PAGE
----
Review: The New Voices of Fantasy – Peter S. Beagle & Jacob Weisman (Ed.)

33838972My Rating: 3/5 Stars

Date read: 06 July 2017

Verdict: Sadly uneven with a couple of brilliant stories.

Ready for the next big thing?

The New Voices of Fantasy spotlights nineteen breakout writers who are reinventing fantasy right now. Usman T. Malik, Sofia Samatar, Eugene Fischer, E. Lily Yu, Ben Loory, Maria Dahvana Headley, Ursula Vernon, Max Gladstone, and other emerging talents have been hand-picked by fantasy legend Peter S. Beagle (The Last Unicorn) and genre expert Jacob Weisman (Treasury of the Fantastic). International, crosscultural, and fearless, many of these rising stars have just or are about to publish their first novels and collections. They bring you childhood stories gone wrong, magical creatures in heat, a building that’s alive and full of waiters, love, ducks, and a new take on a bloodsucking fiend.

Sadly uneven. While there were a few really beautiful stories, overall I found this anthology not as great as it could have been. Peter S. Beagle and Jacob Weismann collected short stories by authors they think will influence the future of fantasy. As such this is a very varied anthology with different outlooks on what constitutes “fantasy” as a genre. There were some really innovative story telling techniques employed and some stories I really adored – but some felt flat for me. I guess that is always going to be the case when it comes to anthologies this broad.

It took me a while to get into this collection as the first five stories did not particularly wow me. While I thought “Tornado’s Siren” (about a tornado who is in love with a girl) had a really interesting premise, the execution, especially in regards to the characters, fell flat for me; whereas “A Kiss with Teeth” just bored me to death – a vampire as a urban dad with midlife crisis just is not something I am very interested in. This is exemplary of how much of the collection read for me: many stories were just boring or not as well rounded as I would have liked.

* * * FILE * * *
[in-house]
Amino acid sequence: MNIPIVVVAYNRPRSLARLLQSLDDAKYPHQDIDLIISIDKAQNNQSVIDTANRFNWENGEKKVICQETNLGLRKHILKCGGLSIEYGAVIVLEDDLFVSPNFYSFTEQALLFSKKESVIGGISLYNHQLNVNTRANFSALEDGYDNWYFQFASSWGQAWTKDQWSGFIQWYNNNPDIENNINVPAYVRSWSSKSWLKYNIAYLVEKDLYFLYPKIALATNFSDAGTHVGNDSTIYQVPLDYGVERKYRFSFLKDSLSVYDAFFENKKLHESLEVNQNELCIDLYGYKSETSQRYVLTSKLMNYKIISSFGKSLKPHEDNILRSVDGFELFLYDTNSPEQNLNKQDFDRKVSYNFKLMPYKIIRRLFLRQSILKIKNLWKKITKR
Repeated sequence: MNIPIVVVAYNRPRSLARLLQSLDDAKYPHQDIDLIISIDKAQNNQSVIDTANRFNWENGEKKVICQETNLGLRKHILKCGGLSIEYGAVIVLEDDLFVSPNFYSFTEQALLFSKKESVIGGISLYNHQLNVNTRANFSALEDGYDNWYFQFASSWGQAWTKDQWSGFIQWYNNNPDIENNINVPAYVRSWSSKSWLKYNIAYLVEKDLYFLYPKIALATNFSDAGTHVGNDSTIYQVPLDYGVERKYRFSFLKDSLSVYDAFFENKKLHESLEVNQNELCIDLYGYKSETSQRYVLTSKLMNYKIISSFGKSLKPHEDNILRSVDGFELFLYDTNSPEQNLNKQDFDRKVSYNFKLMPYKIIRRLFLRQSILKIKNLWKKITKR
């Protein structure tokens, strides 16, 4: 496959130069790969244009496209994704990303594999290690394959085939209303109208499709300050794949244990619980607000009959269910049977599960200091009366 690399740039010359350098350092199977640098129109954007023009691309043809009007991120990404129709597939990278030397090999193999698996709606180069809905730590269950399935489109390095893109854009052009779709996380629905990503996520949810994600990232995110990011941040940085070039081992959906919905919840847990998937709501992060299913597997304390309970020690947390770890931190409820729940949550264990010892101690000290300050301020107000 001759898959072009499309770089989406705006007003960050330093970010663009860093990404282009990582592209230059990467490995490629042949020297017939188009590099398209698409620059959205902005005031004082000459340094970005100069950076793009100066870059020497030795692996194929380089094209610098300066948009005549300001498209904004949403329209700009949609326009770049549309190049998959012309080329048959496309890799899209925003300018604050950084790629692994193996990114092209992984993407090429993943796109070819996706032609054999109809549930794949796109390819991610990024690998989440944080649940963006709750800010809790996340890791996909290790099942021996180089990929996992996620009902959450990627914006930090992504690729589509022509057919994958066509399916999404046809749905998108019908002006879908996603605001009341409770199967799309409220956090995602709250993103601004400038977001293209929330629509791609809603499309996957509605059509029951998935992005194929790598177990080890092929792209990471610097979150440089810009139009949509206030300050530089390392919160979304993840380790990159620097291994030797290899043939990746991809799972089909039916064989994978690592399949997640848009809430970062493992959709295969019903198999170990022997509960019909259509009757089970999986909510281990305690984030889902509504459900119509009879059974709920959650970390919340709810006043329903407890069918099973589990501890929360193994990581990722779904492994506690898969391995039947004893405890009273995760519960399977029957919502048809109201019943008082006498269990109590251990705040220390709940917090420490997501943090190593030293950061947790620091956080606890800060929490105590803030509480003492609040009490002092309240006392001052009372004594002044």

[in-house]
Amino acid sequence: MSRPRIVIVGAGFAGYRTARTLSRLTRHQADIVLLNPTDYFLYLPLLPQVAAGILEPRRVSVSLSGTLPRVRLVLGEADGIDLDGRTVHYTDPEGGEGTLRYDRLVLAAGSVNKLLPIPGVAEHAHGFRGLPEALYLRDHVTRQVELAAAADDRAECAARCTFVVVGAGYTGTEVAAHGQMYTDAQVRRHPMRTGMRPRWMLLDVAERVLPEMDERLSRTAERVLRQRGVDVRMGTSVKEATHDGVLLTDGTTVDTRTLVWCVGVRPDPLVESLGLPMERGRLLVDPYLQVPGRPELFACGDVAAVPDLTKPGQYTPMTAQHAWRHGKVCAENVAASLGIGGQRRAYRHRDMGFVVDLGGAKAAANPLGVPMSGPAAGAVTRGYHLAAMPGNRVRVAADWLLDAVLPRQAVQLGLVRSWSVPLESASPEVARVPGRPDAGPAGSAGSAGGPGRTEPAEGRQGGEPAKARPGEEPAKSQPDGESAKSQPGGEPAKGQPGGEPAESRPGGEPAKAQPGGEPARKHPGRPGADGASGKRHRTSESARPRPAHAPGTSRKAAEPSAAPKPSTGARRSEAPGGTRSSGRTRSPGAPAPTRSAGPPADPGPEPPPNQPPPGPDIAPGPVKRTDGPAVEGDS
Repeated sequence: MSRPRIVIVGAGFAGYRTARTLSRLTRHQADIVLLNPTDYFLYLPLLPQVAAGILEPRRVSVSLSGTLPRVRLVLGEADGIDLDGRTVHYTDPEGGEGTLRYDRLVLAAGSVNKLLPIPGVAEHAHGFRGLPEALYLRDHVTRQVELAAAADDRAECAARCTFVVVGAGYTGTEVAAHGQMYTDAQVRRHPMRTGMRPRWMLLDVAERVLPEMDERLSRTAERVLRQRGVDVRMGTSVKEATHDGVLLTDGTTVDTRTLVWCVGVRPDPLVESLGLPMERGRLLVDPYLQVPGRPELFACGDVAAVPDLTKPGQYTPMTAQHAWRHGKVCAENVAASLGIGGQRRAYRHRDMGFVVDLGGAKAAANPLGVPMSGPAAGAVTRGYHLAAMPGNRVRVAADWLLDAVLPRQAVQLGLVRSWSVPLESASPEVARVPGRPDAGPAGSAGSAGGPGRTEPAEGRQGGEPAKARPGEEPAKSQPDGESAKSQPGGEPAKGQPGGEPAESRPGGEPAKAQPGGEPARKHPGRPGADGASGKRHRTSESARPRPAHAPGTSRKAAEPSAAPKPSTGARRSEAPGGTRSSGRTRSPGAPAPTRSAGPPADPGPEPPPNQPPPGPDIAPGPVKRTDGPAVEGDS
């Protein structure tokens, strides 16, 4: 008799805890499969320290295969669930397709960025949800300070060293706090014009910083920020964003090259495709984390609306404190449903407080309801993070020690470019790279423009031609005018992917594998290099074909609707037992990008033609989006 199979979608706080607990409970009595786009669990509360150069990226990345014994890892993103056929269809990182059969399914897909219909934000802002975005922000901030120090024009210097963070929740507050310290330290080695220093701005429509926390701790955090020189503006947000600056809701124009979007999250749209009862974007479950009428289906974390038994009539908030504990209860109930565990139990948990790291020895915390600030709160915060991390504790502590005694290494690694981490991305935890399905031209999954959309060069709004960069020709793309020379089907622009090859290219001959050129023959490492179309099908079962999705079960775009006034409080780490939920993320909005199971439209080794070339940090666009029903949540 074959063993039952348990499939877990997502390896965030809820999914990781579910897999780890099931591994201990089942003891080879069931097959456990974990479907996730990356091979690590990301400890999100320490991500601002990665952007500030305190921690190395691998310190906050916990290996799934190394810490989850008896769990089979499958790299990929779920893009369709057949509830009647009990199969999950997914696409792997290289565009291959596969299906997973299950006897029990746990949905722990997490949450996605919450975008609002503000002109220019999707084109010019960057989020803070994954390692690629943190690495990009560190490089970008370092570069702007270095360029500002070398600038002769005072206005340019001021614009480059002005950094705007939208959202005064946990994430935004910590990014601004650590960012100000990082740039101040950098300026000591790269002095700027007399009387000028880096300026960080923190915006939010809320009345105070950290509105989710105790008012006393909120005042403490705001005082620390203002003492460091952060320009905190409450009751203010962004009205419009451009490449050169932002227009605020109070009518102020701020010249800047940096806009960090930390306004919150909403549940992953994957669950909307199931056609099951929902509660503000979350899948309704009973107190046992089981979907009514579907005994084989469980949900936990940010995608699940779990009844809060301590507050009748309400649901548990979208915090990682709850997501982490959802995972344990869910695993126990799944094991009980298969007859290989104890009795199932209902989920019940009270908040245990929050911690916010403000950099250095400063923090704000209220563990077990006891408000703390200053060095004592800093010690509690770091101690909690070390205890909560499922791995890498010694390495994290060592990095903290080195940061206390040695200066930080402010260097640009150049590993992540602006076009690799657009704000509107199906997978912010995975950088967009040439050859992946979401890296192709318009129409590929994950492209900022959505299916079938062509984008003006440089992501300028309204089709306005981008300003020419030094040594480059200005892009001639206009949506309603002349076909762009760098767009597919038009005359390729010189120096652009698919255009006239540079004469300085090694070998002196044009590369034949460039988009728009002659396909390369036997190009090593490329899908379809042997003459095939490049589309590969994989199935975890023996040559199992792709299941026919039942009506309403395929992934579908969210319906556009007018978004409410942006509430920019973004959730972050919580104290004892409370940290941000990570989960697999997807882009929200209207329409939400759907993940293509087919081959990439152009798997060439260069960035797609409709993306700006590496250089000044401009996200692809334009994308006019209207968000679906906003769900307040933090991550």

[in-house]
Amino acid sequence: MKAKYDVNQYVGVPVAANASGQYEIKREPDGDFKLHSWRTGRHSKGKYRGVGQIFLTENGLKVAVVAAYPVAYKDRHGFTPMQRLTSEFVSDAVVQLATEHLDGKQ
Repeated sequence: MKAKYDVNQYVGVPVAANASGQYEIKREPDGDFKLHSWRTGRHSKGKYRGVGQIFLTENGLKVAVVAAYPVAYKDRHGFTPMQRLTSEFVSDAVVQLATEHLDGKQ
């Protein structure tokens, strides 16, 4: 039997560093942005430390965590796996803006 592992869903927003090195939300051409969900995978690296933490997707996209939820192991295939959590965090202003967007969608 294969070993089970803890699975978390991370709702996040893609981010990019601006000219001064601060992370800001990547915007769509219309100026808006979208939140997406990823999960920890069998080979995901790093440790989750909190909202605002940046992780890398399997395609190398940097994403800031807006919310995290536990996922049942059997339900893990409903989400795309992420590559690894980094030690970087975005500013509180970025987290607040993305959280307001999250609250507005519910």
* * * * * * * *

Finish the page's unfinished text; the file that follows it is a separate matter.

But still, there were some stories I really, absolutely, completely adored:

Jackalope Wives by Ursula Vernon: wimsy, sad, poignant, and reminiscent of classical fairy tales with a twist: very much my thing.

The Haunting of Apollo A7LB by Hannu Rajaniemi: funny, quiet, political, unexpected, and wonderfully hopeful.

The One They Took Before by Kelly Sandoval: mean, sad, wonderful, difficult to get into at first but very rewarding in the end (oh the ending was so beautiful and hopeful and sad).

The Husband Stitch by Carmen Maria Machado: stunning, weird, feminist, sad, dark, wonderful. My absolute favourite of the bunch. And I am glad because I have been wanting to read her forthcoming debut collection for a while and now I cannot wait. This is just my type of dark magical realism that I adore in short stories. If you only read one of those stories: read this one.

I think this collection is broad enough to offer something for everybody – while this is a strength it also is a weakness as I found the anthology too uneven for my taste.

I received an arc of this book curtesy of NetGalley and Tachyon Publications in exchange for an honest review. Thanks for that!





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